History & Politics
When I was a child, Thalhimer’s meant shopping—Christmas shopping in Richmond. It was one of the last grand old department stores before shopping malls took over, and it got itself gussied up for the holidays. We might come home with bars of marzipan or hermit crabs but always with stars in our eyes. It was a place of sweet and inventive dreams. Little did we know that the store’s founder had played an important part in making dreams of safety come true for many Jewish teenagers in World War II.
Robert H. Gillette’s previous book, The Virginia Plan: William B. Thalhimer and a Rescue from Nazi Germany, gave an overview of how Mr. Thalhimer managed it. In Gillette’s current work, Escape to Virginia: From Nazi Germany to Thalhimer’s Farm, readers learn the in-depth stories of two of the rescued teenagers.
The Washington Monument’s starkly simple design and imposing presence on the National Mall in Washington, D.C., both belies the complex machinations that led to its construction and embodies the singularity of George Washington, in whose honor it was erected.
This readalike is in response to a customer's book-match request. If you would like personalized reading recommendations, fill out the book-match form and a librarian will email suggested titles to you. Available for adults, teens, and kids. You can browse other book matches here.
Helter Skelter: The True Story of the Manson Murders by Vincent Bugliosi
Prosecuting Attorney in the Manson trial, Vincent Bugliosi held a unique insider's position in one of the most baffling and horrifying cases of the twentieth century: the cold-blooded Tate-LaBianca murders carried out by Charles Manson and four of his followers. What motivated Manson in his seemingly mindless selection of victims, and what was his hold over the young women who obeyed his orders? Here is the gripping story of this famous and haunting crime. (catalog summary)
If you like the true crime aspect of Helter Skelter, try these titles as well:
Death in the City of Light: The Serial Killer of Nazi-occupied Paris by David King
A gripping, true story of a brutal serial killer who unleashed his own reign of terror in Nazi-Occupied Paris. As decapitated heads and dismembered body parts surfaced in the Seine, Commissaire Georges-Victor Massu, head of the Brigade Criminelle, was tasked with tracking down the elusive murderer in a twilight world of Gestapo, gangsters, resistance fighters, pimps, prostitutes, spies, and other shadowy figures of the Parisian underworld. (catalog summary)
In Cold Blood: A True Account of A Multiple Murder and Its Consequences by Truman Capote
On November 15, 1959, in the small town of Holcomb, Kansas, four members of the Clutter family were savagely murdered by blasts from a shotgun held a few inches from their faces. There was no apparent motive for the crime, and there were almost no clues. As Truman Capote reconstructs the murder and the investigation that led to the capture, trial, and execution of the killers, he generates both mesmerizing suspense and astonishing empathy. In Cold Blood is a work that transcends its moment, yielding poignant insights into the nature of American violence. (catalog summary)
Time travel to the year 1608 in a Patawomeck village set up at the Salem Church Branch on Saturday, November 5, between 9:00 and 3:00.
Local Patawomeck tribe members will transform the library grounds into their village as it was when Captain John Smith sailed up the Potomac River. Chief John Lightner says, “We take great pride in bringing history to life by creating actual experiences for people. You get a taste of the real thing.”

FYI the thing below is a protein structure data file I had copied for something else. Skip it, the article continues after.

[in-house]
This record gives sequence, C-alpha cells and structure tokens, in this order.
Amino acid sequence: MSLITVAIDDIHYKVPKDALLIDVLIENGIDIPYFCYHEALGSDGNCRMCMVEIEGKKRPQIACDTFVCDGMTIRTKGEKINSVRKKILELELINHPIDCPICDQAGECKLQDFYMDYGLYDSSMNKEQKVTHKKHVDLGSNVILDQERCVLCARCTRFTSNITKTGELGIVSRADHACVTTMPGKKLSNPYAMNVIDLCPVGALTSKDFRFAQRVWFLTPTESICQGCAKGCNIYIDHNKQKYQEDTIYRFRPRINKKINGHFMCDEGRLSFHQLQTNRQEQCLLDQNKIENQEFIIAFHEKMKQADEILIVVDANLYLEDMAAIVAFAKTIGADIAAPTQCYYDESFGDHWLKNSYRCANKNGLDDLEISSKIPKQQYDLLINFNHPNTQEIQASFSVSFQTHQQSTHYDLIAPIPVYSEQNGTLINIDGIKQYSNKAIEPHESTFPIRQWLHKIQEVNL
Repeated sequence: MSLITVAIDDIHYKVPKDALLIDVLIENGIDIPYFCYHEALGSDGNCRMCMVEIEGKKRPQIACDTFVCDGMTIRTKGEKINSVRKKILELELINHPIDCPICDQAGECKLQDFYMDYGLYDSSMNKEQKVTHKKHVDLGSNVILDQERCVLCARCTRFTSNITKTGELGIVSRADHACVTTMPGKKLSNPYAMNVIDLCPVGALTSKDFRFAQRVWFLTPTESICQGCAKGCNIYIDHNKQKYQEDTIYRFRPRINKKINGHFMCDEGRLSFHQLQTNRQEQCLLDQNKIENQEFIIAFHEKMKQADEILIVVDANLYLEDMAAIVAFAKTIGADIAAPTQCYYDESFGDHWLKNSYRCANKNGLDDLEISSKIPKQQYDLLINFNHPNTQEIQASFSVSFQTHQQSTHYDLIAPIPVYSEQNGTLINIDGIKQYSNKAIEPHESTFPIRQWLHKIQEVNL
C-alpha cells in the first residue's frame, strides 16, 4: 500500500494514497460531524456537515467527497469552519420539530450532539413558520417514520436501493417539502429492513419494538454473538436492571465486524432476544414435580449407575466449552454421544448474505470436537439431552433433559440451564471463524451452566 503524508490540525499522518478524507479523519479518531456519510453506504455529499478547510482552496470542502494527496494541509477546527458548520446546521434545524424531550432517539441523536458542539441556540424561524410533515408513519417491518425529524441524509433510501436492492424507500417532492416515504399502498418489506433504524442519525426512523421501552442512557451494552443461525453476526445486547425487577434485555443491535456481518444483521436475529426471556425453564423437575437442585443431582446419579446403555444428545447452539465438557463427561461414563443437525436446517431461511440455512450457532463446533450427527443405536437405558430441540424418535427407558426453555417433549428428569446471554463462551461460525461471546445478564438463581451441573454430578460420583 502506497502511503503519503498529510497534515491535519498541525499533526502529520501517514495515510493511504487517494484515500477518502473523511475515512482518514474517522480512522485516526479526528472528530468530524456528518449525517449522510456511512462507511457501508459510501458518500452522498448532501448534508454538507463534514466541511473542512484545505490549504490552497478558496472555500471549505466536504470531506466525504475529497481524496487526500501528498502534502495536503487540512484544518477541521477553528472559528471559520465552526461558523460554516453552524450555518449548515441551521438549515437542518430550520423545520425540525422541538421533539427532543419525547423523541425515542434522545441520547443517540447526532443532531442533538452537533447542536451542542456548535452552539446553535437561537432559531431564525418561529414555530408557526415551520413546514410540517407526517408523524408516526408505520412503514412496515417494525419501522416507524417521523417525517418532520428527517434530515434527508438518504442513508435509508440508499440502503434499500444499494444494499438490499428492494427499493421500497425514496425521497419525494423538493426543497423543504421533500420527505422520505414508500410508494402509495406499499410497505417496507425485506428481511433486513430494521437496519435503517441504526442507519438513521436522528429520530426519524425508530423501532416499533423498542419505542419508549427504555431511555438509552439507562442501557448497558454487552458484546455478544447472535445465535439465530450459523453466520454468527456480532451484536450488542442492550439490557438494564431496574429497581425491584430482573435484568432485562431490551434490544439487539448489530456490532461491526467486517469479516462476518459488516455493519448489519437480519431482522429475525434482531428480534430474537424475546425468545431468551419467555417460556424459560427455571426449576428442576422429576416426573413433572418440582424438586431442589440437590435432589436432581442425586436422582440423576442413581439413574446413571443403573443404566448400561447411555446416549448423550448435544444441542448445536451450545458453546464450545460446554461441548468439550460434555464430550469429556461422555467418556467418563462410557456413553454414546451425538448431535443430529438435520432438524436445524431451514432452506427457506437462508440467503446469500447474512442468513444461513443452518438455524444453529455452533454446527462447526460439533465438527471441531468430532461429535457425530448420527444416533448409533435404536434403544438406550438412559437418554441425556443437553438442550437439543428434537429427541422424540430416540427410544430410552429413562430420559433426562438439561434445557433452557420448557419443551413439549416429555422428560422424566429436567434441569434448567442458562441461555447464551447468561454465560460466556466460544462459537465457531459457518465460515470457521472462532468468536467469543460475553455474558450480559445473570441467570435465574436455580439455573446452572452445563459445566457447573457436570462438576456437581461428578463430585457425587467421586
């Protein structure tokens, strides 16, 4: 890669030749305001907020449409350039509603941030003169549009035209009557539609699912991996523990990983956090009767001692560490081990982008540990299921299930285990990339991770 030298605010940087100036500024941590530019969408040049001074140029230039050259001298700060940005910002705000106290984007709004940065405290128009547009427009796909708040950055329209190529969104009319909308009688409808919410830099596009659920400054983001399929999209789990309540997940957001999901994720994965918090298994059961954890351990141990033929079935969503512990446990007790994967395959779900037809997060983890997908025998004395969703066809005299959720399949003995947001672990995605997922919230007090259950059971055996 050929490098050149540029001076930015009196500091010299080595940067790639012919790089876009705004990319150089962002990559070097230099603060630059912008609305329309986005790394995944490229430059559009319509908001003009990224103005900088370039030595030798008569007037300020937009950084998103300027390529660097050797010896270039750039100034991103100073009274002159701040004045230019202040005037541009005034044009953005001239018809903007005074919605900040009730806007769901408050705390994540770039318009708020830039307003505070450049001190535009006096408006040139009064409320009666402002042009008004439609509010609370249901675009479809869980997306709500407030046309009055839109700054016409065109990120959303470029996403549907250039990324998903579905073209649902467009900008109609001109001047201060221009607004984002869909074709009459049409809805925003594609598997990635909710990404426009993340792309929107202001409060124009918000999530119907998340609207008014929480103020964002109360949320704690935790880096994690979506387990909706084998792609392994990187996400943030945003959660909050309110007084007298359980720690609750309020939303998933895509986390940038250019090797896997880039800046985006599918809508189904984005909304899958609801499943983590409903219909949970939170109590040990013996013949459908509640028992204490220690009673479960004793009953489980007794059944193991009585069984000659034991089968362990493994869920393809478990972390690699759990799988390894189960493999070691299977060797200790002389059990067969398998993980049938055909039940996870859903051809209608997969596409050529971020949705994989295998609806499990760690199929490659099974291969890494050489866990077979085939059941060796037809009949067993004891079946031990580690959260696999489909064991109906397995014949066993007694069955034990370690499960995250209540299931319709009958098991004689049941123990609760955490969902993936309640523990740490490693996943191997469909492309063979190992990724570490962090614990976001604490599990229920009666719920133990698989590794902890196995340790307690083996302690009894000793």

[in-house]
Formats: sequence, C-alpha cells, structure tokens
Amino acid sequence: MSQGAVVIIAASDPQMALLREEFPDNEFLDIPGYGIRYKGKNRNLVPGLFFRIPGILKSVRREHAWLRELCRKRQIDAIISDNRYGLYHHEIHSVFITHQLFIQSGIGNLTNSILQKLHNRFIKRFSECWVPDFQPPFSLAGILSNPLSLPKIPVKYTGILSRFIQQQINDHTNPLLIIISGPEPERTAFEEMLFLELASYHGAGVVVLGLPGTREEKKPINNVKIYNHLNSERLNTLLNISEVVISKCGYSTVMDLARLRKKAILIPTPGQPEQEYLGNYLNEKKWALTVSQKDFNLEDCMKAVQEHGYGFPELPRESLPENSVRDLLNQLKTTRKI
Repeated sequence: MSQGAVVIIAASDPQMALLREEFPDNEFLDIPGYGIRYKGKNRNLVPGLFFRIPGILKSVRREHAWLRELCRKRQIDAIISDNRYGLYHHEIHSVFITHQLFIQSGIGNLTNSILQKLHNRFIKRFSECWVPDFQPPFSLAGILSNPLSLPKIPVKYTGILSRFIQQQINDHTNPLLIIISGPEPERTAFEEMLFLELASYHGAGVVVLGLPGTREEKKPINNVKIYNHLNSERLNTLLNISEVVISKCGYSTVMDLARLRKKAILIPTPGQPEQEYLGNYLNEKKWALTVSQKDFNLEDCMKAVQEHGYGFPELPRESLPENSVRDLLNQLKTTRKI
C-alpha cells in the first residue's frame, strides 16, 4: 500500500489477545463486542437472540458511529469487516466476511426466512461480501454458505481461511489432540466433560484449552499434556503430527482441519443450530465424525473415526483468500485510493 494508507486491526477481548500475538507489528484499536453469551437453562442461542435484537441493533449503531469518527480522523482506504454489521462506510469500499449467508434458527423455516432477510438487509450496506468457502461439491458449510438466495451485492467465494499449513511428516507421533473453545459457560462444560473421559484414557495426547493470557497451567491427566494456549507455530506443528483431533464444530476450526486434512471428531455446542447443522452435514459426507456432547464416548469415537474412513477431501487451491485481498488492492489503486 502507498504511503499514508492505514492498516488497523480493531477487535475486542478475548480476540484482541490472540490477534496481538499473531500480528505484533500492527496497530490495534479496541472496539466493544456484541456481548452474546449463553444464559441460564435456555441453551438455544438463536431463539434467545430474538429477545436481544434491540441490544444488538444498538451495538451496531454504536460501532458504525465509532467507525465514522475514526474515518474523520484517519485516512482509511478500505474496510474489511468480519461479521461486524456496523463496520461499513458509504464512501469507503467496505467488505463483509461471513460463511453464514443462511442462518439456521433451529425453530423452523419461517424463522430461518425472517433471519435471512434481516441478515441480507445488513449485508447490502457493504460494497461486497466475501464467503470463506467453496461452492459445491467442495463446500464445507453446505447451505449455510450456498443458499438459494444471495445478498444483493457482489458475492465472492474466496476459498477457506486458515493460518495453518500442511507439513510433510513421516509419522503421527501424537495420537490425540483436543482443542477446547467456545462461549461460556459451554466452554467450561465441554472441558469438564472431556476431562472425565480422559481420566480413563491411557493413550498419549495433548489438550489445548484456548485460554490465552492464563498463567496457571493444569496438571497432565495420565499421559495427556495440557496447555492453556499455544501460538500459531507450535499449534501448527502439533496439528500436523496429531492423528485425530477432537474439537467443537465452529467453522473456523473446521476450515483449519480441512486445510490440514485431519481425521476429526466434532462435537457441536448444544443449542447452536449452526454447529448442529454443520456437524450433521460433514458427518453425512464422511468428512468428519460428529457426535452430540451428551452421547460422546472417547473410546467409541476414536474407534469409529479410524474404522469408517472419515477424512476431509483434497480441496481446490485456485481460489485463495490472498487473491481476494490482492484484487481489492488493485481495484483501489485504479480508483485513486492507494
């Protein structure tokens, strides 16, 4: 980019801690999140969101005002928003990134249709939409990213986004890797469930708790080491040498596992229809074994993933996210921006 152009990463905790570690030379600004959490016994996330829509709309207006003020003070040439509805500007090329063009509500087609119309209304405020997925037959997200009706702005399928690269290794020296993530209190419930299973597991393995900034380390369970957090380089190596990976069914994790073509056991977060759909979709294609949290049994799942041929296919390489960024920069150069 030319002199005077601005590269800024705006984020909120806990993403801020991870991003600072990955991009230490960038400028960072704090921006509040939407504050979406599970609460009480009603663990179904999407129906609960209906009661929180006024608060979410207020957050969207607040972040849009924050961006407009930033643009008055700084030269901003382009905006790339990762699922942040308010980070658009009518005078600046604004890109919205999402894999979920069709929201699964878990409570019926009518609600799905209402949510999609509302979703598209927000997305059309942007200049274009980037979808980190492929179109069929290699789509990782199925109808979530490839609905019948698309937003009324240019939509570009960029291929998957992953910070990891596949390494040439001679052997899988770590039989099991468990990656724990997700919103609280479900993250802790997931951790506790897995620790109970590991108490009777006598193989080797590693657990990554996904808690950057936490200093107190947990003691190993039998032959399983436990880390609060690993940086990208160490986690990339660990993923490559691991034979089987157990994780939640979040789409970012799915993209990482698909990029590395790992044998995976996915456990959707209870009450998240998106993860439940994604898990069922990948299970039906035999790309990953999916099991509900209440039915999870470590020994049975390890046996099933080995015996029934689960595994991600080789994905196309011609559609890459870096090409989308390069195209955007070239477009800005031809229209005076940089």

Horses have long been an important part of culture in peace and war. An enormous amount of effort has gone into creating breeds that are the swiftest, strongest, bravest, hardiest, and most intelligent, depending on need. Partly a matter of status and partly a matter of practicality, the search for The Perfect Horse was one of the matters occupying the Nazi elite during World War II.
The recent placement of Fredericksburg on Entrepreneur Magazine’s list of “The Fifty Best Cities for Entrepreneurs” would have come as no surprise to businessman and longtime resident of 1201 Prince Edward St. Robert A. Kishpaugh, who owned and operated a thriving local printing and stationery shop throughout the first half of the twentieth century.
Greg Riddlemoser, Director of Elections and General Registrar for Stafford County, has elected to share his reading choices with the Central Rappahannock Regional Library community:
Making reading recommendations is always dicey. We like what we like, and we benefit from our reading in our own unique ways. I guess that is one of the things that make books soooo powerful. I offer below a smattering of the stuff I like from light to heavy.
Actor and travel writer Andrew McCarthy eventually discovered his family roots in Ireland and added on more family besides when he wed a Dublin girl.
His several-page story of a reunion across generations is part of Journeys Home, a collection of more than two dozen tales of seekers who found out more about themselves by finding where they came from: Cuba, Africa (and then to Virginia), Peru, Prague, India, Taiwan, and England, among others. Journeys Home is replete with glorious photographs, old and new, that are typical of the quality a reader would expect from its publisher, National Geographic.
History is complicated, and people’s lives are even more so. In the short biography and video clip that Facebook has to share, Irena Sendler is presented as a Catholic woman who saved approximately 2,500 Jewish children. That is true, as far as it goes. Irene was certainly a courageous woman, and she came from Catholic roots and was devoted to the Church during her later years. But there is more to her story. Real heroes often lead complicated lives, as readers of Tilar J. Mazzeo’s Irena’s Children will discover.